Hourly In Play (R)
Updated: 25-Aug-19 00:00 ET
|17:20||WRAPX This week's biggest % gainers/losers|
|The following are this week's top percentage gainers and losers, categorized by sectors (over $300 mln market cap and 100K average daily volume).
This week's top % gainers
|17:20||UHAL AMERCO announces special cash dividend of $0.50/share (340.35 -2.80)|
|16:31||QCOM Qualcomm announces retirement of interim CFO Dave Wise, effective today (73.52 -3.63)|
|Mr. Wise retires after a 23-year tenure at the company. As part of the transition plan, Qualcomm's Board of Directors has unanimously approved the appointment of Akash Palkhiwala, SVP of Finance, as interim CFO while the company seeks a permanent replacement. Mr. Wise will remain in a consulting capacity.|
|16:27||DXCM Dexcom announces Court ruling that patents asserted against Dexcom CGM Systems are invalid (173.55 -0.82)|
|16:23||WRAPX Closing Stock Market Summary|
The stock market sold off on Friday after President Trump ordered companies to find an alternative to China in response to Beijing announcing retaliatory tariffs against the U.S. The S&P 500 (-2.6%) and Dow Jones Industrial Average (-2.4%) lost around 2.5%, while the Nasdaq Composite (-3.0%) and Russell 2000 (-3.1%) lost at least 3.0%.
The day started with investors looking forward to Fed Chair Powell's speech from Jackson Hole, Wyoming. Attention quickly shifted to trade, however, after China announced tariffs on $75 billion of goods imported from the U.S on Sept. 1 and Dec. 15, which are the same dates the U.S. has planned for its tariffs on China. The tariff rate will range from 5-10%, including a separate 5-25% on autos and auto parts starting Dec. 15.
Modest selling ensued, but stocks quickly recouped losses after Mr. Powell reiterated comments that upheld the market's view for further economic stimulus. The day had barely begun, though, and President Trump took to Twitter to lash out against both the Fed Chair and China. Stocks fell noticeably on the president's declaration that companies find alternatives to China.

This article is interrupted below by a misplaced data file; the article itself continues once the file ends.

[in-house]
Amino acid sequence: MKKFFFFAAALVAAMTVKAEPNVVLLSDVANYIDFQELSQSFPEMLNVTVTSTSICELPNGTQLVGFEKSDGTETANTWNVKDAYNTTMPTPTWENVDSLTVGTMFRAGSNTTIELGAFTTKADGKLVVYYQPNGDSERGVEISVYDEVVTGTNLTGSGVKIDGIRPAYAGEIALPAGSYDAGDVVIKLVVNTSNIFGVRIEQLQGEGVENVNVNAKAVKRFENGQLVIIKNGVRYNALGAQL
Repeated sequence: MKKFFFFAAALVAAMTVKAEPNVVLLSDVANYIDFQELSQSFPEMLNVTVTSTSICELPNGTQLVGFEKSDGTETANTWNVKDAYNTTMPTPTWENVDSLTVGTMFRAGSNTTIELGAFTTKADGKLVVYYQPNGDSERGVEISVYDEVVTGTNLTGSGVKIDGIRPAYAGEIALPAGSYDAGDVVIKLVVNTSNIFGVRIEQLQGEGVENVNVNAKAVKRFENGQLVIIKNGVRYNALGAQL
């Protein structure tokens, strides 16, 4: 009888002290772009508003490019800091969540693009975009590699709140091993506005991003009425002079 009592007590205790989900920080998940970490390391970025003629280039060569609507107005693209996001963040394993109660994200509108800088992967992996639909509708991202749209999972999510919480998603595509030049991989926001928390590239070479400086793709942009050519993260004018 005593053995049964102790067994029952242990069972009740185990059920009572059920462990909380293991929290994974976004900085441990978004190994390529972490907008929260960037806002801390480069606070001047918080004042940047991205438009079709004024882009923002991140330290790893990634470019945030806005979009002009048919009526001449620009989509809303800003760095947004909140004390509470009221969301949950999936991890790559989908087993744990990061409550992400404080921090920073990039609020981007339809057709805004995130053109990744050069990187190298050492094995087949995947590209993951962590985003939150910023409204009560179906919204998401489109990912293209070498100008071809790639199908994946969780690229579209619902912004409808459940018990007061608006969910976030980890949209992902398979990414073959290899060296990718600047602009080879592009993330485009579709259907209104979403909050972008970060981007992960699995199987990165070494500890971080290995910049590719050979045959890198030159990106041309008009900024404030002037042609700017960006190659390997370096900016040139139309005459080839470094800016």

A steady broad-based retreat transpired during the day amid worries that escalated trade tensions will exacerbate slowing global growth and, by extension, affect corporate earnings. All 11 S&P 500 sectors finished in negative territory, which saw the energy (-3.4%) and information technology (-3.3%) sectors losing over 3%. The utilities sector (-1.1%) declined the least.
Shares of Apple (AAPL 202.64, -9.82) fell 4.6% and other trade-sensitive areas like the Philadelphia Semiconductor Index (-4.4%) and Dow Jones Transportation Average (-3.3%) also posted steep losses. Shares of Foot Locker (FL 34.00, -7.93, -18.9%) plunged nearly 20% after the company missed top and bottom-line estimates.
Amid the uncertainty and growth concerns, investors flocked to safe-haven assets like gold ($1537.25/oz, +$28.75, +1.9%), the Japanese yen, and U.S. Treasuries. In addition, expectations for further downside in equities contributed to a 17.8% spike in the CBOE Volatility Index (19.65, +2.97).
The 2-yr yield dropped seven basis points to 1.53%, and the 10-yr yield dropped eight basis points to 1.53%. The U.S. Dollar Index fell 0.5% to 97.73. WTI crude fell 2.0%, or $1.12, to $54.16/bbl.
President Trump also indicated he would officially respond to Beijing's actions in the afternoon. No response was announced by session's close, which may have contributed to some reservations to step into the action during the day.
Friday's economic data was limited to New Home Sales for July:
Looking ahead, investors will receive Durable Goods Orders for July on Monday.